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Taking ballot paper out of the polling station?

Discussion in 'Personal' started by blazer, Dec 12, 2019.

  1. blazer

    blazer Star commenter

    Mrs B went to vote today. While she was in the booth the lady next in line asked the clerk if she could take her ballot paper home as she hadn't yet made up her mind who to vote for and wanted time to think and she would then come back. The clerk allowed her to take it away!

    Now I'm not sure about this. Obviously if she doesn't return then no vote gets cast but she has been ticked off on the register and her voter number written of the ballot paper stub. So if anyone counts the total ballot papers in the boxes it won't match the number of stubs..

    If she does return then would she need to identify herself again. Would the clerk necessarily remember if it was the same person?

    If she decides not to vote and chucks the ballot paper away. What if it is found? How can that be explained?

    Or what if it is copied and then used fraudulently in other polling stations in the same constituency? Someone counting would not necessarily spot it was a fake.

    Any thoughts?
  2. Corvuscorax

    Corvuscorax Star commenter

    report it
    FormosaRed likes this.
  3. nomad

    nomad Star commenter

    The numbers do not need to match.

    Voters can, if they wish, collect their ballot paper and then destroy it.
    blazer likes this.
  4. HelenREMfan

    HelenREMfan Star commenter

    Is a bit strange.... I am cross with myself because as I put my paper in the box and went out... I realised the ballot box was different! It was soft topped... and had a zip and I do not remember any security/locking device. Have told daughter-in-law to ask at Labour HQ re this and to look when she goes to vote. Plus they had no record of the proxy vote the younger child was supposed to have.... I am not pleased and have contacted said child. Child insists it was done and posted. Well remembering the polling station in the last election denying MrREMfan a vote when we have paid shedloads to get him his citizenship.... that lit my blue touch paper and led to calls to the Election officer til it was sorted.

    Am a bit concerned.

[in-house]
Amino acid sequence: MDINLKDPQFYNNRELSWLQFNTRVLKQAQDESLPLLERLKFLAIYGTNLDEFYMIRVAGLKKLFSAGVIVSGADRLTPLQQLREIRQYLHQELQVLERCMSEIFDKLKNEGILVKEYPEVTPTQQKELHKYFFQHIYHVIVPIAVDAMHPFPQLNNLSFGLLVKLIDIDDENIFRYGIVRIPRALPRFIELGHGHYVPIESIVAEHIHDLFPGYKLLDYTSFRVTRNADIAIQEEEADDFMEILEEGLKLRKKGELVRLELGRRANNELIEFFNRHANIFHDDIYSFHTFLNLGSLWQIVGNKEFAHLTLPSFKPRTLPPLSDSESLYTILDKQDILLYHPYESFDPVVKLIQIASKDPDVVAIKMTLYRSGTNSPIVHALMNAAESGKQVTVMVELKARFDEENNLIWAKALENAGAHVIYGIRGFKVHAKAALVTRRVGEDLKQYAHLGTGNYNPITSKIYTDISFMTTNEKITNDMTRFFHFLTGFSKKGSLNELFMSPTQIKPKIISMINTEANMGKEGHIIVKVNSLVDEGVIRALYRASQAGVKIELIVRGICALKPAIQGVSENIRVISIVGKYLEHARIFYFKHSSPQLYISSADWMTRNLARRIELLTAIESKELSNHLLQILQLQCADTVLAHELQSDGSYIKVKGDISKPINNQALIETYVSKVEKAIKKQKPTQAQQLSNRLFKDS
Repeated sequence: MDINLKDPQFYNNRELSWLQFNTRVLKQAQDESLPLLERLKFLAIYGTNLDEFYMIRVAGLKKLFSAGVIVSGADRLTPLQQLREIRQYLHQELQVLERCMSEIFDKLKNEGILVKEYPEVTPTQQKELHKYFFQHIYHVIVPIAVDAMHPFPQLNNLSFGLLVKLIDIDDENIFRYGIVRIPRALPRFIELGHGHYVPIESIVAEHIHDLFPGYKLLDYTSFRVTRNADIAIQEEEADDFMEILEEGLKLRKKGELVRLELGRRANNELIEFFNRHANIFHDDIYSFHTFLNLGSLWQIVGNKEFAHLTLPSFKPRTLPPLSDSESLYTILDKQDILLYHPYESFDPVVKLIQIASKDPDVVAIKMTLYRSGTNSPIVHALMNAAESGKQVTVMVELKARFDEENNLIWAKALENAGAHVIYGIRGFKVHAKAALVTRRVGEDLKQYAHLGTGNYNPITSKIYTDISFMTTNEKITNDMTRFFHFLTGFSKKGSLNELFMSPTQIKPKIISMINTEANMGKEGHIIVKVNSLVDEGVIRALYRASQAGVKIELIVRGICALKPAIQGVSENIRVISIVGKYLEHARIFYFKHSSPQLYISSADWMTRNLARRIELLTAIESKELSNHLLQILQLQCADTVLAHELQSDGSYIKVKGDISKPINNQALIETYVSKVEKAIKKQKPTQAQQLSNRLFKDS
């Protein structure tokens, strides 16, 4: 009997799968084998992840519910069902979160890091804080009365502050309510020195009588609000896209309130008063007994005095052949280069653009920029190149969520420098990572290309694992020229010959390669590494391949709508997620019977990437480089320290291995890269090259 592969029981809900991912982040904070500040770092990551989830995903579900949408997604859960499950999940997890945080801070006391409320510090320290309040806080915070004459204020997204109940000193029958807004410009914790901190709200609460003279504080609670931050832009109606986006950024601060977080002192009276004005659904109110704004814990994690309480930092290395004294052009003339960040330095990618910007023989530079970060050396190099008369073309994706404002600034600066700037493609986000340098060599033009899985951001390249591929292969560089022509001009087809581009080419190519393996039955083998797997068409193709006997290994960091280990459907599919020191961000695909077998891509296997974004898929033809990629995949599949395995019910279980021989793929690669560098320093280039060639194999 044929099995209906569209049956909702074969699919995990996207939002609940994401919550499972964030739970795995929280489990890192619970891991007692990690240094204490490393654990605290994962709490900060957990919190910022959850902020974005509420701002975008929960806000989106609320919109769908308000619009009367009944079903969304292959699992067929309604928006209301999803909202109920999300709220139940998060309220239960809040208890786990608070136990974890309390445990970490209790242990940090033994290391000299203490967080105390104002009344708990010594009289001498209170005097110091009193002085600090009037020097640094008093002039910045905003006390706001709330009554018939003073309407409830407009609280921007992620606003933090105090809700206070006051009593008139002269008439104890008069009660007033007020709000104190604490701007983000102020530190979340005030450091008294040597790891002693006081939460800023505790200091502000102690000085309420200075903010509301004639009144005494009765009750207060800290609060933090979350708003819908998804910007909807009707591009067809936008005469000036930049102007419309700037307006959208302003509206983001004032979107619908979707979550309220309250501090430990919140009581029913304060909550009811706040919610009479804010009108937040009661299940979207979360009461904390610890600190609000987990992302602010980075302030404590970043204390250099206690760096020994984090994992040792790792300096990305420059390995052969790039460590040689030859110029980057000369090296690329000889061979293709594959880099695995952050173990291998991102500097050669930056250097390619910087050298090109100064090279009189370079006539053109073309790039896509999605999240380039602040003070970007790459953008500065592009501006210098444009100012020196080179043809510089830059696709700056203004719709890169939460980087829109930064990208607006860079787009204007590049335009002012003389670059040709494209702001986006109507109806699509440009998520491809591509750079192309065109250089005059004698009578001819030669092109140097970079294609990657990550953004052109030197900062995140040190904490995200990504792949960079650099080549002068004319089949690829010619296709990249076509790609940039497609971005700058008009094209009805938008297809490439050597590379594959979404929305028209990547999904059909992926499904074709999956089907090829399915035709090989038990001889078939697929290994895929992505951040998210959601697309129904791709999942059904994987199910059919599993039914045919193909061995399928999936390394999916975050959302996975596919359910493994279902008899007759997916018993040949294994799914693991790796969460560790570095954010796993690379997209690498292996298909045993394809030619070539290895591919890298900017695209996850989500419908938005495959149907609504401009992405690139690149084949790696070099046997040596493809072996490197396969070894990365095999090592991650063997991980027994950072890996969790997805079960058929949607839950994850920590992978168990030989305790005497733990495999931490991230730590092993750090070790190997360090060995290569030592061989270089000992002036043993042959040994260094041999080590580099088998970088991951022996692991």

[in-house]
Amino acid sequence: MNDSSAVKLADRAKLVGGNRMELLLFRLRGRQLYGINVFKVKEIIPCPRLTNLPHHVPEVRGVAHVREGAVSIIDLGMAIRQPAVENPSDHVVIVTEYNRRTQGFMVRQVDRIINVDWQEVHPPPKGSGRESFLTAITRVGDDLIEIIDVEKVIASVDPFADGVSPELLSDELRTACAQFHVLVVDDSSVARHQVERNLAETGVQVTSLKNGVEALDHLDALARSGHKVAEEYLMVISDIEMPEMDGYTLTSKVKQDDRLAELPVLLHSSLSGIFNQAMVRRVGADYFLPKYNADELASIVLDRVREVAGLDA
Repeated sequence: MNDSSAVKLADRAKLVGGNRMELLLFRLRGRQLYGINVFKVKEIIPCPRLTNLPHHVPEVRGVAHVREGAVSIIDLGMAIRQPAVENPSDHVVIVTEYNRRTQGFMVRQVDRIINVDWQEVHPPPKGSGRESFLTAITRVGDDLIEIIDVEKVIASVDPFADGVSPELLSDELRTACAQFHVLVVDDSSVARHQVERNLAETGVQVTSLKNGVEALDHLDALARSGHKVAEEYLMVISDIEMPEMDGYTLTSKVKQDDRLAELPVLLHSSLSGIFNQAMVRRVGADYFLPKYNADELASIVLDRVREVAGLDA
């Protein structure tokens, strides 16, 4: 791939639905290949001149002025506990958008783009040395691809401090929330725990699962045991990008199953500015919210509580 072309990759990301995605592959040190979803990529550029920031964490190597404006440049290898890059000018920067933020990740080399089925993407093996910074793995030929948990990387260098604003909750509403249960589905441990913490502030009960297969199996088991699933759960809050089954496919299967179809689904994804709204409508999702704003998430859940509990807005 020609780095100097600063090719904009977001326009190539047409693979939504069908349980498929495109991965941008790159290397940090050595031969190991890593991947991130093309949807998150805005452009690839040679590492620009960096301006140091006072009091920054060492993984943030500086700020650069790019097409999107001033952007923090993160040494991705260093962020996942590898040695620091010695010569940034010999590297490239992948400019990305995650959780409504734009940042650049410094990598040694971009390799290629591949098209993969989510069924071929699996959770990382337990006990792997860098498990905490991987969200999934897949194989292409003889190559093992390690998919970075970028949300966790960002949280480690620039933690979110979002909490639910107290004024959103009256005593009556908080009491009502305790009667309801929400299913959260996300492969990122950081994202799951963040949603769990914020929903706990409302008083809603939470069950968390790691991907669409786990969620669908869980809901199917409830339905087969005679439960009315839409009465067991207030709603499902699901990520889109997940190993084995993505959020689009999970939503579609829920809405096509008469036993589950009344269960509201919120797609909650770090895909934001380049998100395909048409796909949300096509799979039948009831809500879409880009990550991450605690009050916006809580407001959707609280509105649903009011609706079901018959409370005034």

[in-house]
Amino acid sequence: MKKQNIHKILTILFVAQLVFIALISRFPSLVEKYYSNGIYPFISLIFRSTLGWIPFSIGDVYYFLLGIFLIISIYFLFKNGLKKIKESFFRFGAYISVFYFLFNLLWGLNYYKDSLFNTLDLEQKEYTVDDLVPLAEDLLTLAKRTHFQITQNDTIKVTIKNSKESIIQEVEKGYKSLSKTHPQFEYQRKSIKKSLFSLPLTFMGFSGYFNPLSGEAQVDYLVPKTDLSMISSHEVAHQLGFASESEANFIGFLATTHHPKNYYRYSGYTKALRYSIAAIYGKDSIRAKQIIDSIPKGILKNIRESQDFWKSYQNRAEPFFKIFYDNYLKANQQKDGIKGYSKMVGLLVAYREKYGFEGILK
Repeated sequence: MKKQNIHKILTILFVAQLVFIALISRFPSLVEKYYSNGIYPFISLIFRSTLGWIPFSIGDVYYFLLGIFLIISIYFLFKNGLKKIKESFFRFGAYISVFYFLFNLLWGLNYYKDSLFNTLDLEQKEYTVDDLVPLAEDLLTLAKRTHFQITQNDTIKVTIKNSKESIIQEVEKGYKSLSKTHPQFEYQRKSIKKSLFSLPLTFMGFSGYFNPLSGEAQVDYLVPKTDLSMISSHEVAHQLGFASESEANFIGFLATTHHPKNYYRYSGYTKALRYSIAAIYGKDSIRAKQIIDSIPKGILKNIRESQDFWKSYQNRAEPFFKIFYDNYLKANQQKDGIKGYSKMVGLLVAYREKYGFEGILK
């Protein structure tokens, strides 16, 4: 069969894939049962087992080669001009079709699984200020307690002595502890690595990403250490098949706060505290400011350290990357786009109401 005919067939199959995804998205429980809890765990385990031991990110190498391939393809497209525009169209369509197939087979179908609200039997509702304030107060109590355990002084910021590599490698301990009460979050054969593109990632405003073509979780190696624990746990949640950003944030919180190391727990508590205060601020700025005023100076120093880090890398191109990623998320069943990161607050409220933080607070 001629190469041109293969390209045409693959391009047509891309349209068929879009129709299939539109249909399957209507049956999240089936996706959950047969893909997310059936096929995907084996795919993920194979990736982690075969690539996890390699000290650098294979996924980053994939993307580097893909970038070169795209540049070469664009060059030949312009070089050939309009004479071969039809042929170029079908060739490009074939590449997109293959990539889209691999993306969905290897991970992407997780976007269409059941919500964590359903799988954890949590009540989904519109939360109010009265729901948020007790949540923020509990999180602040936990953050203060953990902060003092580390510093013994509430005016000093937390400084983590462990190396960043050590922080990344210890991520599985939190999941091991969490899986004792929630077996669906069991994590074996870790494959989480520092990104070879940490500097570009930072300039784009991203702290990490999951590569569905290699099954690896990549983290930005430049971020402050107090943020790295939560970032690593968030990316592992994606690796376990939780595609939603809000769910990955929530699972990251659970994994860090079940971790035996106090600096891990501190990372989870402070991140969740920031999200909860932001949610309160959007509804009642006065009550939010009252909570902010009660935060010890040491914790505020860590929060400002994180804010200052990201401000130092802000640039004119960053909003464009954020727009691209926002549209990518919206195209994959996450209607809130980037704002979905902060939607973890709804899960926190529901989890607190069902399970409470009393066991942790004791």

5. HelenREMfan

    HelenREMfan Star commenter

    I am not happy re this whole number thing... your vote could be checked up on as the paper number you are given is noted by the other officers and written by your name.
    What happened to 'secret vote'?
    FormosaRed likes this.
  6. nomad

    nomad Star commenter

    All ballot papers are numbered on the back as a measure to prevent and detect fraud. However, all the ballot paper lists are sealed up after the count and cannot be opened without a court order so that the secrecy of the ballot is retained.
    FormosaRed likes this.
  7. florian gassmann

    florian gassmann Star commenter

    People registered for a postal vote can complete the form at home and drop it into the polling station by 10pm on the day of an election, but I doubt that anyone else can.
  8. gainly

    gainly Lead commenter

    This seems rather odd. I had a look at the Electoral Commission Handbook for Polling Station Staff. There is no specific mention of taking the ballot paper home but it does say:

    • Make sure voters go to polling booths individually so that their right to a secret vote is protected. No other person is allowed to accompany a voter to a polling booth unless a voter who is disabled or unable to read has requested assistance to vote (see Appendix 1 for further information on voting with the assistance of a companion).
    • The voter marks the ballot paper in the privacy of the polling booth.
    Taking the ballot paper home would certainly seem to contradict this. It would probably have been better to tell her to come back when she had decided but not let her take the ballot paper home.

    Of course when people have a postal vote there is no way of knowing how their vote might have been influenced or even if someone else voted for them.
    FormosaRed and strawbs like this.

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